3. Rationale: The prevalence of nontuberculous mycobacterial (NTM) pulmonary disease varies geographically in the United States (U.S.). Previous studies indicate that the presence of certain water-quality constituents in source water increase NTM infection risk. Objective: To identify water-quality constituents that influence the risk of NTM pulmonary infection in persons with cystic fibrosis (pwCF) in the U.S. Methods: We conducted a population-based case-control study using NTM incidence data collected from the Cystic Fibrosis Foundation Patient Registry (CFFPR) during 2010-2019. We linked patient zip code to county and associated patient county of residence with surface water data extracted from the Water Quality Portal. We used logistic regression models to estimate odds of NTM infection as a function of water-quality constituents. We modeled two outcomes: pulmonary infection due to Mycobacterium avium complex (MAC) and Mycobacterium abscessus species. Results: We identified 484 MAC cases, 222 M. abscessus cases and 2816 NTM-negative CF controls resident in 11 states. In multivariable models, we found that for every 1-standardized unit increase in the log concentration of sulfate and vanadium in surface water at the county level, the odds of infection increased by 39% and 21%, respectively, among pwCF with MAC compared with CF-NTM-negative controls. When modeling M. abscessus as the dependent variable, every 1-standardized unit increase in the log concentration of molybdenum increased the odds of infection by 36%. Conclusions: These findings suggest that naturally-occurring and anthropogenic water-quality constituents may influence the NTM abundance in water sources that supply municipal water systems, thereby increasing MAC and M. abscessus infection risk.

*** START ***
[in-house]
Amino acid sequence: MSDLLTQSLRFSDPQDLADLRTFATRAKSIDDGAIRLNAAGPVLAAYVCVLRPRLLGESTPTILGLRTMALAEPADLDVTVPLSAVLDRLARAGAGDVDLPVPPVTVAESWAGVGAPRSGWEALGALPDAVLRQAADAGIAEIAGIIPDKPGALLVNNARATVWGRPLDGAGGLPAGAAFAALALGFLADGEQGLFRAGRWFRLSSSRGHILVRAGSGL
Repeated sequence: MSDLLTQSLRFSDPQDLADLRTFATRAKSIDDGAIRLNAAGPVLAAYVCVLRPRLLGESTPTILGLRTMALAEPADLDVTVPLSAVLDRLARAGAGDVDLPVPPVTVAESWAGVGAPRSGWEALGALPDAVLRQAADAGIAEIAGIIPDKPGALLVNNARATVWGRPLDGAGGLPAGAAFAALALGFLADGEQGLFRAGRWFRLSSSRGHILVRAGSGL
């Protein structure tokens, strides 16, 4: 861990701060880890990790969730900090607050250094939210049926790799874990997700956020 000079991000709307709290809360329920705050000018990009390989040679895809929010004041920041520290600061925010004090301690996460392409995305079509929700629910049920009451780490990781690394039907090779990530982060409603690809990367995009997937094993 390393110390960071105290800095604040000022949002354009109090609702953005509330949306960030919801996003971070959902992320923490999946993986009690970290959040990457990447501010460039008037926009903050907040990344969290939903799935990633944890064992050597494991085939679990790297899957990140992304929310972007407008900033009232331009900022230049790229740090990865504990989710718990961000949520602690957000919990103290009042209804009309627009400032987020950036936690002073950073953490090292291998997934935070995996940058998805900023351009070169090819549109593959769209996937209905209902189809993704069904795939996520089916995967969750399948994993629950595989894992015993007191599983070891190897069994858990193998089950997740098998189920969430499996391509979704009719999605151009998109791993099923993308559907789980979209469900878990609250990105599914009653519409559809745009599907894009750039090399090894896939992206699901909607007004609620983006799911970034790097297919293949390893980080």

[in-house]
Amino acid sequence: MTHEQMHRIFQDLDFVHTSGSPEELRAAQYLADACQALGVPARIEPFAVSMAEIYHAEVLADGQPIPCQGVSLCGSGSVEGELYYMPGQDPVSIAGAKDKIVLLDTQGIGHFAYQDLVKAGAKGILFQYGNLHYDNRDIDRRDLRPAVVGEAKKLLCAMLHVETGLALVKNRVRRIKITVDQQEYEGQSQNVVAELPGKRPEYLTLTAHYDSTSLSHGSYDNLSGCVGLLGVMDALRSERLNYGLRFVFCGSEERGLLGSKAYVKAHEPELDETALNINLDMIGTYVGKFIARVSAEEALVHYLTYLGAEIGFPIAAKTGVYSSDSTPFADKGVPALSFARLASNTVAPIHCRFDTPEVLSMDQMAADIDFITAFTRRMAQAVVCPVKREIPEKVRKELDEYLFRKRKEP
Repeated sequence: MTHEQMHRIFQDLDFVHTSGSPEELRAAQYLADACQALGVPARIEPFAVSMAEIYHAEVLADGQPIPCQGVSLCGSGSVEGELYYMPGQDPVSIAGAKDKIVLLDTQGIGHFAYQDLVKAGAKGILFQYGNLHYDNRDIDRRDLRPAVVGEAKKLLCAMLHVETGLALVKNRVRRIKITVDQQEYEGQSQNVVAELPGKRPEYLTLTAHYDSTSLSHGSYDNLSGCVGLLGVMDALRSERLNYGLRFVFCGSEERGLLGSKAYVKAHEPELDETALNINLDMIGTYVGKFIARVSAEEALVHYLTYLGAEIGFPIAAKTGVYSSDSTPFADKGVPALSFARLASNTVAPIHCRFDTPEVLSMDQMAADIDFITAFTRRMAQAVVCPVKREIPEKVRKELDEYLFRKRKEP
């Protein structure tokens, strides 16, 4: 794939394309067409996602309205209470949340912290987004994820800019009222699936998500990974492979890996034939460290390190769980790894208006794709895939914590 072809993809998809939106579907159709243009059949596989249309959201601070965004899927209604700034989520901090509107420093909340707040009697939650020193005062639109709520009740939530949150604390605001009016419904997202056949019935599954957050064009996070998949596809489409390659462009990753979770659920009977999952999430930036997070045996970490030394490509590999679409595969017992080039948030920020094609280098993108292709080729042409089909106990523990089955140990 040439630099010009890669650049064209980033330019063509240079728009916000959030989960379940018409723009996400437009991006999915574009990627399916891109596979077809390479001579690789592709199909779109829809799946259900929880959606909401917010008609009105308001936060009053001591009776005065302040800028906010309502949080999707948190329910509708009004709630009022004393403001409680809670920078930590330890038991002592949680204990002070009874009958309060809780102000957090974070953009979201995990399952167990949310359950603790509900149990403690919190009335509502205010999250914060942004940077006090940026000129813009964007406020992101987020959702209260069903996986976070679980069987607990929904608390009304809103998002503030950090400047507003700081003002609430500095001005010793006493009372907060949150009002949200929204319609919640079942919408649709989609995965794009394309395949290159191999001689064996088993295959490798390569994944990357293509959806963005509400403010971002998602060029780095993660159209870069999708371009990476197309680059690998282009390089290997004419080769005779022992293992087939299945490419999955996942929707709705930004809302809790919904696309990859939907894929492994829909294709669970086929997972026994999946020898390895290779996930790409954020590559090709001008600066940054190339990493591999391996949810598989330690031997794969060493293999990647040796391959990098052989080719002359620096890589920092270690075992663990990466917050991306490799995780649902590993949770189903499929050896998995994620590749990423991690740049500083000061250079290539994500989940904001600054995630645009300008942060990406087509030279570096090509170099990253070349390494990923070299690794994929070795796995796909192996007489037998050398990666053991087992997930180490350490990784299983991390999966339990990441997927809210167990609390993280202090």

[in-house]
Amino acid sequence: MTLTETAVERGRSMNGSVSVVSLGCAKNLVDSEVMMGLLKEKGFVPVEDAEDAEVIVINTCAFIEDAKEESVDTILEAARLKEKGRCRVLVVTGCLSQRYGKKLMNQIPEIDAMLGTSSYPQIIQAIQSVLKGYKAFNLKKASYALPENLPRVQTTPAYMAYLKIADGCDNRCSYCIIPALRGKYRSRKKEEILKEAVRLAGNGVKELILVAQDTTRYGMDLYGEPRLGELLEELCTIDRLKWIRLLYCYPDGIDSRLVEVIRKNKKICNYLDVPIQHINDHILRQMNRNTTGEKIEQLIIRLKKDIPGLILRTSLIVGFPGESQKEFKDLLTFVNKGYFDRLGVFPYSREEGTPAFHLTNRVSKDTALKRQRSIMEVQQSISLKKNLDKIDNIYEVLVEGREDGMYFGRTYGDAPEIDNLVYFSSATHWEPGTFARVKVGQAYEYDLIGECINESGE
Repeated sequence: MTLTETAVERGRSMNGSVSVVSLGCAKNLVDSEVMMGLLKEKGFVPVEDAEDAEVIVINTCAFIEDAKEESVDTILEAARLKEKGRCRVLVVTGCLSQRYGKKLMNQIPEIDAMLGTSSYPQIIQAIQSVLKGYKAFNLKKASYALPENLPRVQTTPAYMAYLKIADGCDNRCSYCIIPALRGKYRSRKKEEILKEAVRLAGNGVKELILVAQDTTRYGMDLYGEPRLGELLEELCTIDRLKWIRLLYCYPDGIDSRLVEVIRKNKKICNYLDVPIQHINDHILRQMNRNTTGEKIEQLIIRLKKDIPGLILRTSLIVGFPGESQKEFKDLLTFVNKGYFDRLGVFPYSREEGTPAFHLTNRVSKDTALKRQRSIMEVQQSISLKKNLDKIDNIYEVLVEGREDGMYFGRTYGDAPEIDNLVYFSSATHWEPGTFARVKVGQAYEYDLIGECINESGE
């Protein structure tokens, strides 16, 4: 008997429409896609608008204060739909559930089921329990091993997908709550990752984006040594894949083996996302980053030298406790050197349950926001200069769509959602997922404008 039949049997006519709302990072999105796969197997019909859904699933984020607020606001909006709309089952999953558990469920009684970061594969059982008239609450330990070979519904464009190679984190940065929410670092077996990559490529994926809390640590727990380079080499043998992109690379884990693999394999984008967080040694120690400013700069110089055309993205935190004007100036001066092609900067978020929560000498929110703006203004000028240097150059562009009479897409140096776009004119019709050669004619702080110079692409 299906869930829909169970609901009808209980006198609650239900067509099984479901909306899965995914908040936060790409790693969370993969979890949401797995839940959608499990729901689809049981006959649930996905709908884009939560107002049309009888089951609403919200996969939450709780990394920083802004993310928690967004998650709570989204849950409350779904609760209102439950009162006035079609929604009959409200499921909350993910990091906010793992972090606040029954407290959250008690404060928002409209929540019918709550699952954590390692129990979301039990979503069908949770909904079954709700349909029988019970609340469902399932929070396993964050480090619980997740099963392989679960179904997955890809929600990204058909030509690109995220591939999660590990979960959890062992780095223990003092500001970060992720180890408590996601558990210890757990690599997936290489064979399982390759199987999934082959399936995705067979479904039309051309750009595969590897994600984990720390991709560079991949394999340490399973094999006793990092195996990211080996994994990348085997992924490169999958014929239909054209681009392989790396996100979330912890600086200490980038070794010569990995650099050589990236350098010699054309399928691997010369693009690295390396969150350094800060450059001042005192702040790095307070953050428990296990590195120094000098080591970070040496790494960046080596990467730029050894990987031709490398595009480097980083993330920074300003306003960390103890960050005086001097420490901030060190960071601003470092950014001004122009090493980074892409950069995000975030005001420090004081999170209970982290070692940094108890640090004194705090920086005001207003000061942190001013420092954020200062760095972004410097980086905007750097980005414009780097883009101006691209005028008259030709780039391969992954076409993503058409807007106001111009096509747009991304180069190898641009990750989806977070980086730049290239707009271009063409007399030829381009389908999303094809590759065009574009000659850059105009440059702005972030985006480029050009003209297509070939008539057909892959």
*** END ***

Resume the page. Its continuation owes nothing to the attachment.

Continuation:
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  4. Semrau, Jeremy D. (Ed.)